The very mention of this ailment will have the majority of you runners cringing and reaching for the ice pack. But it is also a condition which is often misunderstood, misdiagnosed and therefore mistreated, which always leads to frustration. BUT rest assured with a proper diagnosis and injury management your foot pain can be just another story you recall on those long trail runs!
Plantar Fasciitis is the pulling and micro tearing of the ligament like structure under the foot called the plantar fascia. This ligament is there to support and maintain the arch of the foot and connects the heel to the base of the toes. Pain results, most commonly near the heel, when this ligament is strained.
The causes of Plantar Fasciitis will vary from patient to patient. Some factors to consider are: age, gender weight, time spent on your feet be it work hours or training hours, the surface (ie concrete) starting a new activity, increasing your current activity, foot biomechanics (excessive pronation – rolling inwards), poor shoe support or old shoes and tight muscles are all some of the causes.
Ordinarily our plantar fascia is able to support us in our daily life. But if we are subjective to the stress and strain of some of the causes listed above, the ligament takes on excessive load and can lead to tearing at its insertion (near the heel ) or along the arch resulting in acute pain. Bone spurs or heel spurs are often talked about in conjunction with Plantar Fasciitis. The numbers show that about 50% of suffers will have a spur. Spurs are the bodies way of trying to repair itself and are rarely associated with pain.
Some of the common symptoms of Plantar Fascia are:
- Morning Stiffness or pain
- Burning or aching pain at the end of the day.
- Pain in the first few steps after prolonged periods of sitting
- Pain with exercise or activity.
Because the Plantar Fascia is located at the bottom of our foot, it is extremely hard to rest and allow the healing process to begin. It is this reason we often see patients suffering with this condition for longer than necessary. With early intervention, correct management and advice healing time can be significantly improved.
So how do we treat it?
As with any musculoskeletal condition, treatment will vary from patient to patient. The key factor is to ensure your treatment is focused at both relieving your symptoms but also identifying the underlying cause of your problem. At Equilibrium Sports and Spinal clinic we have found some great results with SHOCKWAVE therapy ( Read more)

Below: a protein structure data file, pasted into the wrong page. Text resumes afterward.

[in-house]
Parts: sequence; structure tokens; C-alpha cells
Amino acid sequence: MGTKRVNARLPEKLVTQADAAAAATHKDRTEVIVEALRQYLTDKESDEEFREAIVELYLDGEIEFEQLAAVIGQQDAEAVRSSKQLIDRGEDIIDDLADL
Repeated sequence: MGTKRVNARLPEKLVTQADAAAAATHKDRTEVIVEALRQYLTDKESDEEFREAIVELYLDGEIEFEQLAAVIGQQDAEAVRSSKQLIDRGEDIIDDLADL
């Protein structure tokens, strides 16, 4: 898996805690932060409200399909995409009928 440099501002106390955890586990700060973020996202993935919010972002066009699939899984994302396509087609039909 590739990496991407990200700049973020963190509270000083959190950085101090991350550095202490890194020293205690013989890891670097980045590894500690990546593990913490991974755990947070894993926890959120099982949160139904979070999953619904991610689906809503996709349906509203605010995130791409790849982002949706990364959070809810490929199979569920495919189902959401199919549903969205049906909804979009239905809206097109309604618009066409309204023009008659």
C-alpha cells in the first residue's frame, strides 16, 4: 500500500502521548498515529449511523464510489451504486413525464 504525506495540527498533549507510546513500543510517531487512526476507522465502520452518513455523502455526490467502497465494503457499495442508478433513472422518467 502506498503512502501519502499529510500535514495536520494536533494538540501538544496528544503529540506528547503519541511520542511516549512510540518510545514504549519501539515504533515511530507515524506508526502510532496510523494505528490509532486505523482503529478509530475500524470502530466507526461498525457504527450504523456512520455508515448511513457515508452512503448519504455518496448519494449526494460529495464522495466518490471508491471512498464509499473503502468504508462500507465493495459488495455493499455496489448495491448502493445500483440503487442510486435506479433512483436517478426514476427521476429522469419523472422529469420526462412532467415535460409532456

Muscles / Biomechanics:
In most cases we see tightening of the Gastrocnemius and Soleus muscles – your calf – so this needs to be addressed. An assessment of the strength of this and other muscles of the lower limb should also be made. Weakness may lead to a bio-mechanical dysfunction and irritation. There are also the small muscles of the foot and ankle to consider, not to mention the large muscles of the hip and upper limb. Yes we do look that far away from your foot to ensure we are not missing any aspect which may contribute to the cause of your plantar fasciitis pain.
You may be required to rest for a short period of time, to allow the inflammation to settle. Ice may be beneficial here.
Your foot-ware is an important factor. How worn your shoes may be as well as the type of shoe you are wearing, all contribute to your overall biomechanics and potential to cause problems. Avoid old or worn out shoes, or walking on hard surfaces without shoes.
Heel pads and arch supports:
You can buy various pads and shoe inserts to cushion the heel and support the arch of your foot. These aids are more effective if worn 100% of the time, and should be prescribed by a professional.
Once your strengthens and weakness have been identified and the cause of your Plantar Fasciitis identified, a specific program can be tailored to your needs. This will reduce the likelihood of further damage and hopefully prevent the condition from re-occurring.
So, as you can see there are multiple areas to consider when treating Plantar Fasciitis – BUT the main thing to remember is that it is a very treatable condition. With early intervention and management, you should see minimal time off your feet and more time on them running the trails you love to run.
Stay healthy, train hard and enjoy your running.